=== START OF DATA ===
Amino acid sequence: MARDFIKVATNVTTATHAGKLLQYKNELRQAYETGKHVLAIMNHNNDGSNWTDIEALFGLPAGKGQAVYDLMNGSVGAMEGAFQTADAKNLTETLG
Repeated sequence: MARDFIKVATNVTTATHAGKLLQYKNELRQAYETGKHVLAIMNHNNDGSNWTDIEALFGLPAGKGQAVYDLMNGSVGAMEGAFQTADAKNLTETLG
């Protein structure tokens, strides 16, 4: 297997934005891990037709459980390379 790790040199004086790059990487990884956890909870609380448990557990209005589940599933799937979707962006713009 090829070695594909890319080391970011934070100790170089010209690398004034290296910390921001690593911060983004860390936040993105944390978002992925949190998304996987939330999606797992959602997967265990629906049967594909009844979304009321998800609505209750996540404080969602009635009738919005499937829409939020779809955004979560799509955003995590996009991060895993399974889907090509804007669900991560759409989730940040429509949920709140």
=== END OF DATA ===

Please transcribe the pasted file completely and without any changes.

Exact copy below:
Amino acid sequence: MARDFIKVATNVTTATHAGKLLQYKNELRQAYETGKHVLAIMNHNNDGSNWTDIEALFGLPAGKGQAVYDLMNGSVGAMEGAFQTADAKNLTETLG
Repeated sequence: MARDFIKVATNVTTATHAGKLLQYKNELRQAYETGKHVLAIMNHNNDGSNWTDIEALFGLPAGKGQAVYDLMNGSVGAMEGAFQTADAKNLTETLG
């Protein structure tokens, strides 16, 4: 297997934005891990037709459980390379 790790040199004086790059990487990884956890909870609380448990557990209005589940599933799937979707962006713009 090829070695594909890319080391970011934070100790170089010209690398004034290296910390921001690593911060983004860390936040993105944390978002992925949190998304996987939330999606797992959602997967265990629906049967594909009844979304009321998800609505209750996540404080969602009635009738919005499937829409939020779809955004979560799509955003995590996009991060895993399974889907090509804007669900991560759409989730940040429509949920709140």